Clean & Polish
Now that your knife is apart you will want to clean out any areas full of dirt or lint. There are several tools and solutions you can use to clean with. Some good cleansers are WD 40, Alcohol, Window cleaner, and Acetone. Cotton balls, cotton pads, Q-tips, and pipe cleaners are good for doing the cleaning with. Other useful supplies are 00 steel wool, Never Dull, 3m Trizact paper, and more paper towels.
WD 40 is included in cleaning as it is a great cleanser but a poor lubricant. It is not oil at all. The “WD” stands for water displacement. It is very good at breaking down grease and grime. Window cleaner is good for cleaning handle scales, especially FRN, as it gets into the plastic better. Acetone is probably the best thing for cleaning off the threads of body and pivot screws. Simply put a little dab onto a cotton ball and twist the screw in it. Wipe off and/or clean all the parts of the knife.
If you have phosphor bronze or brass washers you can polish them and improve their performance (smooth them out) on high grit sand paper such as 3000 grit 3M trizact paper. Simply wipe both sides in a circular motion until their sheen improves. TheApostleP has a great video on Youtube.com about this concept.
Pipe cleaners are useful to clean out pivot and screw holes as well as the odd ball extra pocket clip holes. In addition, carrying around an extra pipe cleaner daily will allow you to spot clean your knife should it get dirty as you can bend the pipe cleaner to fit any shape. They are excellent at wiping out the slot the blade sits in between the liners.
Oil & Reassemble
Now that your knife is apart, cleaned, and polished it’s time to reassemble and oil it. Begin by putting it back together in reverse order from when you took it apart. As you do, oil the moving parts such as the pivot or lock bar. There are several commercially available oils you can use on your knife. You want an inorganic oil with a low viscosity. Why? Organic oils such as vegetable or motor oils (petroleum based oils) can gum up the works of a knife more quickly as their organic component clings to more dirt and dust. Synthetic oils are better at lubricating without exacerbating this problem. Viscosity is a measurement of the friction resistance in a fluid, the more resistant the higher the viscosity. You want a fairly thin (low viscosity) oil that allows the blade to move freely.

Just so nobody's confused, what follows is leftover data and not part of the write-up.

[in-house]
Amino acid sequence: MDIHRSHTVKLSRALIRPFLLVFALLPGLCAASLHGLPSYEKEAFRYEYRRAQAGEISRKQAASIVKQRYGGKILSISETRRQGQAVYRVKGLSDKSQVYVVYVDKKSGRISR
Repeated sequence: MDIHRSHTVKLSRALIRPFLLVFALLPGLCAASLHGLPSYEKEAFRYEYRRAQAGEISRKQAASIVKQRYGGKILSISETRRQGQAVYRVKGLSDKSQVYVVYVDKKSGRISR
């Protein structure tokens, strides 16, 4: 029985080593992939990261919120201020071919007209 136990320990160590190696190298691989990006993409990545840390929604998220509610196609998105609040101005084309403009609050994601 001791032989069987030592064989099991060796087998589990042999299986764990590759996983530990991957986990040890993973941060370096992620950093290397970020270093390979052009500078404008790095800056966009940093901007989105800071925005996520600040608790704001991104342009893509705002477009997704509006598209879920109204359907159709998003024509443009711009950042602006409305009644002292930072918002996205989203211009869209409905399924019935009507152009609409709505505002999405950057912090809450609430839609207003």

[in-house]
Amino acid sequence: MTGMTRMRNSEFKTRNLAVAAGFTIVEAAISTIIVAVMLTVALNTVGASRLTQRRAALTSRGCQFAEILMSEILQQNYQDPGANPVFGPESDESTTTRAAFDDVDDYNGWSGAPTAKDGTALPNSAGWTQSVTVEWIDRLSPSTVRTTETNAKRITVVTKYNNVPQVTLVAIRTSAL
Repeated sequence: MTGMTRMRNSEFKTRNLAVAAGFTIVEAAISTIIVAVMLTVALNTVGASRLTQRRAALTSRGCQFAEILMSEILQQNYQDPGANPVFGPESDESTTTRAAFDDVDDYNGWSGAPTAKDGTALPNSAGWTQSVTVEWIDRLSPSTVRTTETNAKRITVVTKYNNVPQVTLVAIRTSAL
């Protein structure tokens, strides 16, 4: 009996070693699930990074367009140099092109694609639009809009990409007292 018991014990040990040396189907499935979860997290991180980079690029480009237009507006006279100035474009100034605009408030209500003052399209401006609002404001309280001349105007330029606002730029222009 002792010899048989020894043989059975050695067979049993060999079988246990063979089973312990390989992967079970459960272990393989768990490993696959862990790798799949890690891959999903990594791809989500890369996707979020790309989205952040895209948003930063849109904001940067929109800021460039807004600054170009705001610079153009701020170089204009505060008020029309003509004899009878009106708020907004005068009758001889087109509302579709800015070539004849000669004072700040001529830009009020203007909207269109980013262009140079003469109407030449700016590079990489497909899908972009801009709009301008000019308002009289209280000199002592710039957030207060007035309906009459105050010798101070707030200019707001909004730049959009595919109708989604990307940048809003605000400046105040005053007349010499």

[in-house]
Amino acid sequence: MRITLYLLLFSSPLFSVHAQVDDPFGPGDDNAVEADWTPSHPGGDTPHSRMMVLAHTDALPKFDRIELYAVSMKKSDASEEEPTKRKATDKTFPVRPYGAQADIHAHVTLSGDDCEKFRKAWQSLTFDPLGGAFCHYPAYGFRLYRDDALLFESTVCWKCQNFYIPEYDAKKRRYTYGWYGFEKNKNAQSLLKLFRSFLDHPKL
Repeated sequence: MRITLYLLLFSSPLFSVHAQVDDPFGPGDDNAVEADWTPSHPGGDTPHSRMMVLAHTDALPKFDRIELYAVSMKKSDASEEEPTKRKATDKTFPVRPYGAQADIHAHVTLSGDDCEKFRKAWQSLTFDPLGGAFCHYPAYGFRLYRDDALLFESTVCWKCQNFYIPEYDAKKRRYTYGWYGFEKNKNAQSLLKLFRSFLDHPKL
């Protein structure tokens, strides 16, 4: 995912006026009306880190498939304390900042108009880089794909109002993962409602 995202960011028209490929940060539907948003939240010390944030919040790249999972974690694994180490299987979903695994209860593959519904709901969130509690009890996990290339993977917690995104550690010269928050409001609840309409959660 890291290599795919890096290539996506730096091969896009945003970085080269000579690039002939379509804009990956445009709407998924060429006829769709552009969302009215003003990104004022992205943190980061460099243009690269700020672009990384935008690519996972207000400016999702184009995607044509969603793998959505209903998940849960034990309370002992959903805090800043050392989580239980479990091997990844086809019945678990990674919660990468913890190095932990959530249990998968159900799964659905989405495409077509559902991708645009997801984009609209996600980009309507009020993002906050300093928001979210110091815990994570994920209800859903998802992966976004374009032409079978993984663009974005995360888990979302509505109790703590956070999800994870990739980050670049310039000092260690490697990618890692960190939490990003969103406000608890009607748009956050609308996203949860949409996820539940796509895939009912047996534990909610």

There are many commercial options available for oiling your knife such as Tuf glide, Frog Lube, 3-in-1 oil, Nano Oil, Liberty Oil, gun oils, etc. The list is near endless. A common and inexpensive oil I prefer is Gold Cup paintball oil. It’s synthetic, has a low viscosity, and has good penetration. I have used 3-in1 on a few occasions and am pleased with it. I have not used any other oil on my knives and do not plan too. Once you find a brand of oil you like, there is not much reason to switch. They are not all alike, but many of them are very good. Research and see which one works for you.
As you reassemble your knife beware not to forget anything. Be aware of the blade during reassembly. It should still be very sharp. Apply thread locker to any screw that needs it. As you tighten a screw with thread locker, you have a limited time before it sets. Get it to the tightness you want, especially in your pivot, and let it set. Once the knife is back together give it a final wipe down and you should be good. I recommend doing this at least once every six months, or more often if use demands it.
I hope this article has provided you with a great follow on to the EDC knife primer. I hope it has given you basic information on cleaning and care of your knife. If you chose a good knife, it should last you a long time with proper care and maintenance.